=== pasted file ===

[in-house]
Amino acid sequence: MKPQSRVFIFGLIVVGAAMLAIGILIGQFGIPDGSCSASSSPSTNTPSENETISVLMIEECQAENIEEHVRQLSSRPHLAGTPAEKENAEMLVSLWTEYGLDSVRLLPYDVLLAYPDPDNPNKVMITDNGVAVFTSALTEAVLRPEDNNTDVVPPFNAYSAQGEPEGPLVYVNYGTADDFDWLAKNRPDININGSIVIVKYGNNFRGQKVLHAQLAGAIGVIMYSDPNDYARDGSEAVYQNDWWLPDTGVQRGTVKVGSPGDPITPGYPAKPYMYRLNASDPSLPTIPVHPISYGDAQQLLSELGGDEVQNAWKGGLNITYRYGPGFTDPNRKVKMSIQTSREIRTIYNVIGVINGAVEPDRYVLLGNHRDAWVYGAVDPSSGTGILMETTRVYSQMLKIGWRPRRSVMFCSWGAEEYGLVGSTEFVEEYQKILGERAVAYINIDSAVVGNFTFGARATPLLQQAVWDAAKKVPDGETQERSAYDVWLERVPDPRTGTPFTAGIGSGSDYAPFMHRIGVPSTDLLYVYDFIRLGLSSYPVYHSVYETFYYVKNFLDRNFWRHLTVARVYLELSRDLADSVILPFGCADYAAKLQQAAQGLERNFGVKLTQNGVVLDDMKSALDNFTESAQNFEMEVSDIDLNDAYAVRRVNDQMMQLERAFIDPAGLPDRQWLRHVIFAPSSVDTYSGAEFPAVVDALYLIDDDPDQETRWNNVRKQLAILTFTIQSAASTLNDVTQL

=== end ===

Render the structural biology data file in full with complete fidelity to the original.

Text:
[in-house]
Amino acid sequence: MKPQSRVFIFGLIVVGAAMLAIGILIGQFGIPDGSCSASSSPSTNTPSENETISVLMIEECQAENIEEHVRQLSSRPHLAGTPAEKENAEMLVSLWTEYGLDSVRLLPYDVLLAYPDPDNPNKVMITDNGVAVFTSALTEAVLRPEDNNTDVVPPFNAYSAQGEPEGPLVYVNYGTADDFDWLAKNRPDININGSIVIVKYGNNFRGQKVLHAQLAGAIGVIMYSDPNDYARDGSEAVYQNDWWLPDTGVQRGTVKVGSPGDPITPGYPAKPYMYRLNASDPSLPTIPVHPISYGDAQQLLSELGGDEVQNAWKGGLNITYRYGPGFTDPNRKVKMSIQTSREIRTIYNVIGVINGAVEPDRYVLLGNHRDAWVYGAVDPSSGTGILMETTRVYSQMLKIGWRPRRSVMFCSWGAEEYGLVGSTEFVEEYQKILGERAVAYINIDSAVVGNFTFGARATPLLQQAVWDAAKKVPDGETQERSAYDVWLERVPDPRTGTPFTAGIGSGSDYAPFMHRIGVPSTDLLYVYDFIRLGLSSYPVYHSVYETFYYVKNFLDRNFWRHLTVARVYLELSRDLADSVILPFGCADYAAKLQQAAQGLERNFGVKLTQNGVVLDDMKSALDNFTESAQNFEMEVSDIDLNDAYAVRRVNDQMMQLERAFIDPAGLPDRQWLRHVIFAPSSVDTYSGAEFPAVVDALYLIDDDPDQETRWNNVRKQLAILTFTIQSAASTLNDVTQL